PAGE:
Taped interview in Duluth murder trial: 'I slashed at his throat'
Jurors in Joshua Lee Littlewolf's second-degree murder trial heard a taped interview with Duluth police investigators Monday in which the defendant said he grabbed a knife and "I slashed at his throat."...
Jurors in Joshua Lee Littlewolf's second-degree murder trial heard a taped interview with Duluth police investigators Monday in which the defendant said he grabbed a knife and "I slashed at his throat."
Joshua Olson, 28, died of a massive neck wound on April 27, 2012, at the Frances Skinner Apartments in downtown Duluth on April 27, 2012.
Under cross examination by Littlewolf, who is representing himself, Duluth police investigator David Decker responded to a question by saying, "You told us you had been in a fight with Mr. Olson, lodged a knife in his throat, pushed him up against a wall and left."
Littlewolf had attempted to block the tapes from being played in the trial. He said he was highly intoxicated at the time and was not aware that he was being questioned in a murder investigation.
The multi-hour interview began approximately 12 hours after Littlewolf was arrested in St. Cloud, six days after Olson's death. During the interview Littlewolf sounded coherent, not slurring his words.
His version of events did change during the interview. After denying for approximately two hours that anything had happened between him and Olson, Littlewolf said the two got into a tussle and threw some punches after Olson stepped on his ankle while he was sleeping on the floor.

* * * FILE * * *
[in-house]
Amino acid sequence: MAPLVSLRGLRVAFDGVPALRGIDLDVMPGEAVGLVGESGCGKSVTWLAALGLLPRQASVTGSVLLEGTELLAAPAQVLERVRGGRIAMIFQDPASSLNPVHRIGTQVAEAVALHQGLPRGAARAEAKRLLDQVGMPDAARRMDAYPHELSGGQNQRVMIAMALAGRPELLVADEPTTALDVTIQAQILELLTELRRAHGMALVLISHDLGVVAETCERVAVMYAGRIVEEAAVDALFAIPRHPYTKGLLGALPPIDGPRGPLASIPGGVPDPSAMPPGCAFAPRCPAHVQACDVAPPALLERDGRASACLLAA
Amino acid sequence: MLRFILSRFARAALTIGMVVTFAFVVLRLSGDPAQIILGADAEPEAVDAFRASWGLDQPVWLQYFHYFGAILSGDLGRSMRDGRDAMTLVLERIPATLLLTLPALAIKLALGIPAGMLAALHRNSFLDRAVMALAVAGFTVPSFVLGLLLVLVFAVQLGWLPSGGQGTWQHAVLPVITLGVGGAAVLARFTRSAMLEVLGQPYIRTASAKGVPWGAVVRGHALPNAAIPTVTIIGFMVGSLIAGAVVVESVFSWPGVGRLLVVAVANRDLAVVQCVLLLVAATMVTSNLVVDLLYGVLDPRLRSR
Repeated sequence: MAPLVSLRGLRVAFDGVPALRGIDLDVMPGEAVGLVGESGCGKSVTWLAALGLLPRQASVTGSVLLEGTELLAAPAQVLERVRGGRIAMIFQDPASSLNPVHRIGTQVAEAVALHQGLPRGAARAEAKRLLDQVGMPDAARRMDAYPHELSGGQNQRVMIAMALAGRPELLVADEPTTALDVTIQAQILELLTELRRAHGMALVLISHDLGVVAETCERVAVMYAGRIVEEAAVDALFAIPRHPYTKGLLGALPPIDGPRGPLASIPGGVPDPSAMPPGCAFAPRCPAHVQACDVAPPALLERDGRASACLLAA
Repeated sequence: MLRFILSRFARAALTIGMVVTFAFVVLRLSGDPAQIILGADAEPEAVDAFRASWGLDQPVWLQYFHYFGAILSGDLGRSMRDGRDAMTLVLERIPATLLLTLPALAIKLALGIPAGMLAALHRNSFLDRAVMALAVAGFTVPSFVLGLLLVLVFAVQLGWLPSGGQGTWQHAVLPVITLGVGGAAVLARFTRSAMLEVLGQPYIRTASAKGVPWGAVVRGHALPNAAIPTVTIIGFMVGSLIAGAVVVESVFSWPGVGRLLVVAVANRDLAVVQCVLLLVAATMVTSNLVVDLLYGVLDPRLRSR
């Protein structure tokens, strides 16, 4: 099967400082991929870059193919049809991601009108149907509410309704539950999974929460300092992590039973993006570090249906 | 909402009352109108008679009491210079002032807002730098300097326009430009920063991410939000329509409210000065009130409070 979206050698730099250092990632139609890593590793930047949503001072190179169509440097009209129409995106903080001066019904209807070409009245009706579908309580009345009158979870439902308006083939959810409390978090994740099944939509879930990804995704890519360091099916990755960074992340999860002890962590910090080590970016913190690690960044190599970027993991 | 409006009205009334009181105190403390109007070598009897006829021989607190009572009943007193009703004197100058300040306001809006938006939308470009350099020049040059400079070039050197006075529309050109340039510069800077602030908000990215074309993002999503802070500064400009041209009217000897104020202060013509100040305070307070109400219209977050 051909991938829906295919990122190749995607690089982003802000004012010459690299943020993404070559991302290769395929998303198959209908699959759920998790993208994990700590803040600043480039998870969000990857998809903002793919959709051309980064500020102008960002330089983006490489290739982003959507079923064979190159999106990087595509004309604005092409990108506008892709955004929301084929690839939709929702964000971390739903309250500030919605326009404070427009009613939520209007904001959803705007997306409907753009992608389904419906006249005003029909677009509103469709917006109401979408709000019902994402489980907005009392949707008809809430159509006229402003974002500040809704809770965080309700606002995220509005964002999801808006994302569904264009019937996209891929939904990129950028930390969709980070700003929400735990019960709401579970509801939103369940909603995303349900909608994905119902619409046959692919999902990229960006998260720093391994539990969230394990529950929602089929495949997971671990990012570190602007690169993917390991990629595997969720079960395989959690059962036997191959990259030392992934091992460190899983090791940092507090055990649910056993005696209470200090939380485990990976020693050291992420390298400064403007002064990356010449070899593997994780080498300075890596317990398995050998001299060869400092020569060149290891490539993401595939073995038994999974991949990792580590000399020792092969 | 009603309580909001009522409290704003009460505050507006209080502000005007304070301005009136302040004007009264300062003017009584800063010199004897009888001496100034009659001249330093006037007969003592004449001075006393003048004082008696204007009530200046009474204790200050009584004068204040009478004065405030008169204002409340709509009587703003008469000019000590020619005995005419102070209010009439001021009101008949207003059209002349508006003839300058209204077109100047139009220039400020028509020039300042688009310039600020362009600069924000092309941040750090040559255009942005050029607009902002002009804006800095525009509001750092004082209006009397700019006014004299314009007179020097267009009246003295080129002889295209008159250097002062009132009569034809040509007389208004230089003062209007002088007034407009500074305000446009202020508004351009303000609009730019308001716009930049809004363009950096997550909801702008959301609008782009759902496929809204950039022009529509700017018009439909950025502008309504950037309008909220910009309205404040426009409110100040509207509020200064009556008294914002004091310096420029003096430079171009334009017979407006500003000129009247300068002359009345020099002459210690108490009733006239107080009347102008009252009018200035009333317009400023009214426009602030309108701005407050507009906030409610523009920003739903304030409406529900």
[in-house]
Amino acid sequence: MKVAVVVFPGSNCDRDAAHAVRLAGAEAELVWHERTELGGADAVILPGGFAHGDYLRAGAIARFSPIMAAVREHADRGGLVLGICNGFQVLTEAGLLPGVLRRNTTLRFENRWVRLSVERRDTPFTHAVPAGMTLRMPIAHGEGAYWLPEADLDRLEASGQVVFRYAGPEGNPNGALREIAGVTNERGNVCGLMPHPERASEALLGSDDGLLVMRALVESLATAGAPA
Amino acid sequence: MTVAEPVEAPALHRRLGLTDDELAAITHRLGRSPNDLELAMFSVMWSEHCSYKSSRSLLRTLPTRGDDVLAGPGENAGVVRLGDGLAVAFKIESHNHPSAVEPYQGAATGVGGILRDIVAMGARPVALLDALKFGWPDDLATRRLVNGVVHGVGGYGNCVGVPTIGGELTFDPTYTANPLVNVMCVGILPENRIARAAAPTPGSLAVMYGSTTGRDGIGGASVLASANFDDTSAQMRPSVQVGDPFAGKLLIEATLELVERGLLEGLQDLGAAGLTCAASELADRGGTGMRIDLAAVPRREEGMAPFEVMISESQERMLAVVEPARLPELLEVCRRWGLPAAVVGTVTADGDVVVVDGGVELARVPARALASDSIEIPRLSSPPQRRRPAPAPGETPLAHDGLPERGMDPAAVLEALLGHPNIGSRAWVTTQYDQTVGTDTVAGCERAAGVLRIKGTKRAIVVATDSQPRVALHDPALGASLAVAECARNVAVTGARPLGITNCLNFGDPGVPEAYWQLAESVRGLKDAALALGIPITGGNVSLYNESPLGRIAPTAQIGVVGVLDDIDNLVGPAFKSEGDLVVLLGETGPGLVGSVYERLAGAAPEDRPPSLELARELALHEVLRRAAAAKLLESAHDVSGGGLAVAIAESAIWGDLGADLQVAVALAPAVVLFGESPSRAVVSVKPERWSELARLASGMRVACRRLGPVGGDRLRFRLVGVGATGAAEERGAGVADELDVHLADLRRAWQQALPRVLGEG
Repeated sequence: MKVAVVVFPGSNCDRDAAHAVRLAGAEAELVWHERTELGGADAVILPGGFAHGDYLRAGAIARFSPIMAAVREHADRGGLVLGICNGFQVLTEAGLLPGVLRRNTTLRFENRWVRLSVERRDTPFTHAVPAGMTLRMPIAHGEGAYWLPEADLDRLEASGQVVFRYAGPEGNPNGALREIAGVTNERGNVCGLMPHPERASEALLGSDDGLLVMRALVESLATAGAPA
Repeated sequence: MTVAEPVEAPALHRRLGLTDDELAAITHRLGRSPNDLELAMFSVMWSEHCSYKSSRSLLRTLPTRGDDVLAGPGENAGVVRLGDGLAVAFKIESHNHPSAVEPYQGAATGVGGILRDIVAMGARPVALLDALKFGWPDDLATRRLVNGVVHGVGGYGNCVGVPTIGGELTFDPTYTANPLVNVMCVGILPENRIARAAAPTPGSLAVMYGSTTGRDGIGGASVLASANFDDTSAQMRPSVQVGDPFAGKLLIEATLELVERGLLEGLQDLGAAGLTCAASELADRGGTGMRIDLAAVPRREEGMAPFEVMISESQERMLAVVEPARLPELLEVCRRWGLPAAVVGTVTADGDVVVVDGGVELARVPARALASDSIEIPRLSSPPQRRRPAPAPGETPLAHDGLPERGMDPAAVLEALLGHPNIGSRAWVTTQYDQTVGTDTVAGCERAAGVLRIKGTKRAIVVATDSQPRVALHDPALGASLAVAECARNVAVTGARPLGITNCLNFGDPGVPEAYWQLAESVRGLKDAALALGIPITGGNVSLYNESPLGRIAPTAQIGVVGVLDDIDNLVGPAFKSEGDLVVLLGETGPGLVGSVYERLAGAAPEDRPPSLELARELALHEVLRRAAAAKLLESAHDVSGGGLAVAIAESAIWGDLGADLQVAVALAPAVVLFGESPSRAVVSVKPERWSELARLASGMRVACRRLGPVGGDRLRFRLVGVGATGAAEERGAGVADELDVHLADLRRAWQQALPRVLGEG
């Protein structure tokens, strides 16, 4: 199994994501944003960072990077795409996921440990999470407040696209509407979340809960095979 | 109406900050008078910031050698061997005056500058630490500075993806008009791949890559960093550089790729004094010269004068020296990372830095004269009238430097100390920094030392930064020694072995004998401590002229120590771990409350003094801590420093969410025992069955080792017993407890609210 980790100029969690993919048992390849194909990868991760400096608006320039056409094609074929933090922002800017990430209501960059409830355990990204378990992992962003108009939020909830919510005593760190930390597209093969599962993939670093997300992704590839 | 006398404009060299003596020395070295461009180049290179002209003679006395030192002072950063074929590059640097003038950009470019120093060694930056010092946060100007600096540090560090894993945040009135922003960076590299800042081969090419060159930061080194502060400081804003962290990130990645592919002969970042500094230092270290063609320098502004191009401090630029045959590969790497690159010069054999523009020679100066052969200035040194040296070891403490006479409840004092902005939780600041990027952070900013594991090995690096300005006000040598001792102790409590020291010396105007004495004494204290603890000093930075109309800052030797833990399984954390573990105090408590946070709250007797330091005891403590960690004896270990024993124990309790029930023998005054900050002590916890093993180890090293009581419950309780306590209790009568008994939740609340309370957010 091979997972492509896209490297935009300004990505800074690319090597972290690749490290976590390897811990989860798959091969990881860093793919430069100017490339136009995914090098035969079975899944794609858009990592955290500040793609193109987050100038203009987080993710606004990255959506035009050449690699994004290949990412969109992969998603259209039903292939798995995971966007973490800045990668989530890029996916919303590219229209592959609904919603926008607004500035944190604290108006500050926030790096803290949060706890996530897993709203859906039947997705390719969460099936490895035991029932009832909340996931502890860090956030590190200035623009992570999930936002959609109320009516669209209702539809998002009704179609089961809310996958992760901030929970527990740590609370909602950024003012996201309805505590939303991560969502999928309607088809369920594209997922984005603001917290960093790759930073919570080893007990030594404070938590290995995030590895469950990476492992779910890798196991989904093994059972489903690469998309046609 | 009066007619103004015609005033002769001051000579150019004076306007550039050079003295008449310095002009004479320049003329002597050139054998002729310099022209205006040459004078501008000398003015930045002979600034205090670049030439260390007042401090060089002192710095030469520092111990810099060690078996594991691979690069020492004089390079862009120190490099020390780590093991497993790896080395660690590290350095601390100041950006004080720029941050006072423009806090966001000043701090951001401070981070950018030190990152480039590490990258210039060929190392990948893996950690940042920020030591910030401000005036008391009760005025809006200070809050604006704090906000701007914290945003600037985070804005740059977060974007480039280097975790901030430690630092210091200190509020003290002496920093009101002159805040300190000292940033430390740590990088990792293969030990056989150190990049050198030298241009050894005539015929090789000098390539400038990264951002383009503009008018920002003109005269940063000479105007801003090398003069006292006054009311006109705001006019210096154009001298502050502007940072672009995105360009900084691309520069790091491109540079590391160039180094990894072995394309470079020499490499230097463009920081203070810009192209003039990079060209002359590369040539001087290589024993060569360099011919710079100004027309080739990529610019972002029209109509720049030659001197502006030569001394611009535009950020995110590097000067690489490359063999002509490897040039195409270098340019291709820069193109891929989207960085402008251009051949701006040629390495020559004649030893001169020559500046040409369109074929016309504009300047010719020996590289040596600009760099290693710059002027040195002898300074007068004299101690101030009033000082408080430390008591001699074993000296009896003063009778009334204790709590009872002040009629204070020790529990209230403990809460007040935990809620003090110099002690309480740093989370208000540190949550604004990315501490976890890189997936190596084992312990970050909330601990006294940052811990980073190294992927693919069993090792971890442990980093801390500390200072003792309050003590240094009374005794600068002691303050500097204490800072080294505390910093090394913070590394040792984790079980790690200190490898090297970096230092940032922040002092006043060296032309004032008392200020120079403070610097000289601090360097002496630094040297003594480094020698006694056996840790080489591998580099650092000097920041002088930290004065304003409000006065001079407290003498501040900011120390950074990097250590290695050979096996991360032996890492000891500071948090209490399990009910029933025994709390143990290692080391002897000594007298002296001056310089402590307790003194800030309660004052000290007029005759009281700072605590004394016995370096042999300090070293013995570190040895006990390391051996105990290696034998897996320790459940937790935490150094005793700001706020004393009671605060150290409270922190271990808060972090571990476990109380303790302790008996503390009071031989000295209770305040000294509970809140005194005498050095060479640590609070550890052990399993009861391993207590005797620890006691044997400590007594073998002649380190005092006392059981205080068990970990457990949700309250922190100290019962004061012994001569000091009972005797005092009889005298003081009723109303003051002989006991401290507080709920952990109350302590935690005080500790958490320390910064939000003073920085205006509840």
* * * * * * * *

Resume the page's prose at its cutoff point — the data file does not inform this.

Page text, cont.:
More than an hour later in the interview, Littlewolf's story changed to where both men had knives. When Olson approached, Littlewolf grabbed the bread knife Olson had and slashed him across the throat.
"It (the knife) was still in his neck, that's when I got scared" and left, Littlewolf told investigators.
In response to questions from the investigators, Littlewolf said he didn't slash Olson more than once deliberately, although he could have done so accidently.
Monday's testimony began with Dr. Mary Ann Sens, chair of the Department of Pathology,
School of Medicine and Health Sciences at the University of North Dakota at Grand Forks. Due to a scheduling conflict, prosecutor Nate Stumme agreed to allow Littlewolf to call Sens -- a defense witness -- while the state is still making its case.
Sens testified that Olson suffered a stab wound to the throat that severed his windpipe, arteries, vessels and veins. He "would have bled to death very quickly," Sens testified.
When asked by Littlewolf if there was more than one wound, Sens said there were several, likely between seven and nine, although it could have been more or fewer.
Littlewolf has said he left the apartment before Olson was killed and believes that someone else -- possibly Nakota Benjamin, who rents the apartment -- was the real perpetrator. Monday he showed pictures of Benjamin that show wounds he could have suffered in a fight. But Sens testified she could not say what caused the wounds.
Under questioning by Littlewolf, who maintains he was drunk when interviewed by officers, Sens said alcohol affects different people differently, and that many people become more talkative as they become intoxicated.
Littlewolf also raised the issue of intoxication with Decker, asking if it was possible for a person with a high tolerance to alcohol to carry on a conversation. Decker replied it could be.
During his redirect questioning of Decker, Stumme asked if signs of intoxication can be visible even in people with a tolerance to alcohol. Decker replied yes.